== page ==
Former chairman of the GAA's national referees development committee, Willie Barrett, says the GAA need to get serious about the issue of referee abuse after the alleged assault of a Roscommon match official this week.

Barrett refereed from 1976 to 2018 and took charge of two All-Ireland senior hurling finals in that time.

Speaking in general terms only - and not about the alleged events of the past few days - Barrett says that only strong action would prevent incidents happening in the future.

"It worries me really," he says. "When it comes to any incident, there will be an outcry for four or five days and there will be an investigation by the GAA. But defence mechanisms can come into play and things can get watered down and then forgotten about for a while.

"The bottom line is that I feel that any attack, physical or otherwise, of a GAA official should see the full rigours of the law placed on the perpetrator.

"Any physical attack is a civil matter as far as I'm concerned.

"Suspensions from the association are handed out but what does that mean? Is someone suspended stopped at the gate for the next match or whatever? It does not happen," he said.

"Until we get really serious with all these matters it will continue.

"Such issues should come before the courts and I think that could be the end of it then.

"If strong action is taken people may think twice. At no stage is there any justification for physically assaulting a GAA official. That’s what I believe should happen. Take the strongest possible action and condemn it for what it was."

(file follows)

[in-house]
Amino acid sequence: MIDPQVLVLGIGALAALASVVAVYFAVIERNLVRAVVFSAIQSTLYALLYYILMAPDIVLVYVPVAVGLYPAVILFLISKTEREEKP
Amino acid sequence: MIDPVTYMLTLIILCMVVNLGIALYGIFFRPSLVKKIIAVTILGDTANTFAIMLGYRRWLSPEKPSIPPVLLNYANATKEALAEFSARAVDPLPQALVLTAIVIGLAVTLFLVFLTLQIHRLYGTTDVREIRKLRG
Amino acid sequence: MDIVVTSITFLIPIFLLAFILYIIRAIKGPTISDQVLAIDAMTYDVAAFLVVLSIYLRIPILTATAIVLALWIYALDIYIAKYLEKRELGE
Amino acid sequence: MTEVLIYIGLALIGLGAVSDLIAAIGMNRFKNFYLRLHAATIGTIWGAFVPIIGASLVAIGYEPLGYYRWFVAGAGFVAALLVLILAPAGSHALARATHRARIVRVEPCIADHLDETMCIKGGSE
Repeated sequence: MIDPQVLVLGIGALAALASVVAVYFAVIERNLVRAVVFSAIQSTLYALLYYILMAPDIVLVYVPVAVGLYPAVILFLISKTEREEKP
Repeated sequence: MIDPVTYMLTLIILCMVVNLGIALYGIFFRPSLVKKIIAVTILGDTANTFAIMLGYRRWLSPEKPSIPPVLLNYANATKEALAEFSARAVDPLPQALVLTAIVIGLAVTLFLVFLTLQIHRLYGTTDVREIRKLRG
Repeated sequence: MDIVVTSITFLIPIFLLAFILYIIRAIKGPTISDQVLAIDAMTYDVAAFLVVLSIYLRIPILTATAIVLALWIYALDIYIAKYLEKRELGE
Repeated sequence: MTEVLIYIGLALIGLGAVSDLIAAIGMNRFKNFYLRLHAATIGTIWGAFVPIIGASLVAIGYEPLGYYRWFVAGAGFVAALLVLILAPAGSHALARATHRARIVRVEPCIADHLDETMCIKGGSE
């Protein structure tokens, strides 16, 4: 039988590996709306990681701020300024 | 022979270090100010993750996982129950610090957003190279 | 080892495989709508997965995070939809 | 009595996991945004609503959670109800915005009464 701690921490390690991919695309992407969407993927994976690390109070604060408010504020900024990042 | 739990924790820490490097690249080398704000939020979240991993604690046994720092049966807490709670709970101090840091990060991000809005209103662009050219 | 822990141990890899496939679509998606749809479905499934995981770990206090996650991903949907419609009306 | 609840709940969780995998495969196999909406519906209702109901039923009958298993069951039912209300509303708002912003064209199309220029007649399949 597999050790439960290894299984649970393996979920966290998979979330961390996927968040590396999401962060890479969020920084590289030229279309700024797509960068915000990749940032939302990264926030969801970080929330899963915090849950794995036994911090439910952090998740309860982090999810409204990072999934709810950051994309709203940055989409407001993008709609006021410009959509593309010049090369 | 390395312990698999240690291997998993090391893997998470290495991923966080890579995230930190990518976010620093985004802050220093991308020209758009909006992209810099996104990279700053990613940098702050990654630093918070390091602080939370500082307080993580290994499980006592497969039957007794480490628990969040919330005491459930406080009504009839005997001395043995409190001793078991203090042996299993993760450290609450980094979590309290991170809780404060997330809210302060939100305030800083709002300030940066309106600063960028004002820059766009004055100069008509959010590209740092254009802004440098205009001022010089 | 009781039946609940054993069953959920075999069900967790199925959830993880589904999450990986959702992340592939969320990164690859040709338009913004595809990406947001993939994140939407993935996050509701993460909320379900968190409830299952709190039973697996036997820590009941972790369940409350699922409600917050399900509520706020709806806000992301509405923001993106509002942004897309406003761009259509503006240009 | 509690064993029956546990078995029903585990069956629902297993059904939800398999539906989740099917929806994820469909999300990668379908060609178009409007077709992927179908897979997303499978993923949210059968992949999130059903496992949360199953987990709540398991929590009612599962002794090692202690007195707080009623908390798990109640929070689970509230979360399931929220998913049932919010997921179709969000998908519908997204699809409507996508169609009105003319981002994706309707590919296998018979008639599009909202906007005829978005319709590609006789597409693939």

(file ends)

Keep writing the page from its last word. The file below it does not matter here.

Over 12 years ago, Barrett was involved in an incident in a club game whilst he was refereeing.

"For me, over the years it was mostly that fellas might give out to you and so forth. That physical aspect was not there. It happened to me once and when it happens, it is the last thing you expect. From my own experience it put everything on the back burner. Your confidence takes a real blow and it is pretty difficult to go back out ref a game.

"At the final whistle of the next match you stood back to one side and looked to all angles of the pitch because that fear was still in your mind."

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Barrett feels that the GAA have worked exceptionally hard to clear the sideline of personnel on inter-county match days.

He feels there was a huge improvement in that area for league and championship games in 2022.

"The problem is still at club level," he says. "There are still far too many there.

"If something happens no-one is there to stop people from running in."

The former referees' chief says the issue of recruitment for match officials also needs addressing.

"I would appoint a full-time recruitment officer in each province to be overseen by Croke Park," he says.

"There are currently people at provincial administration level working hard to get more referees in but we need full-time personnel with clearly defined roles in each province. It will cost money I know but I think there will be a referee shortage in the years to come unless measures are taken."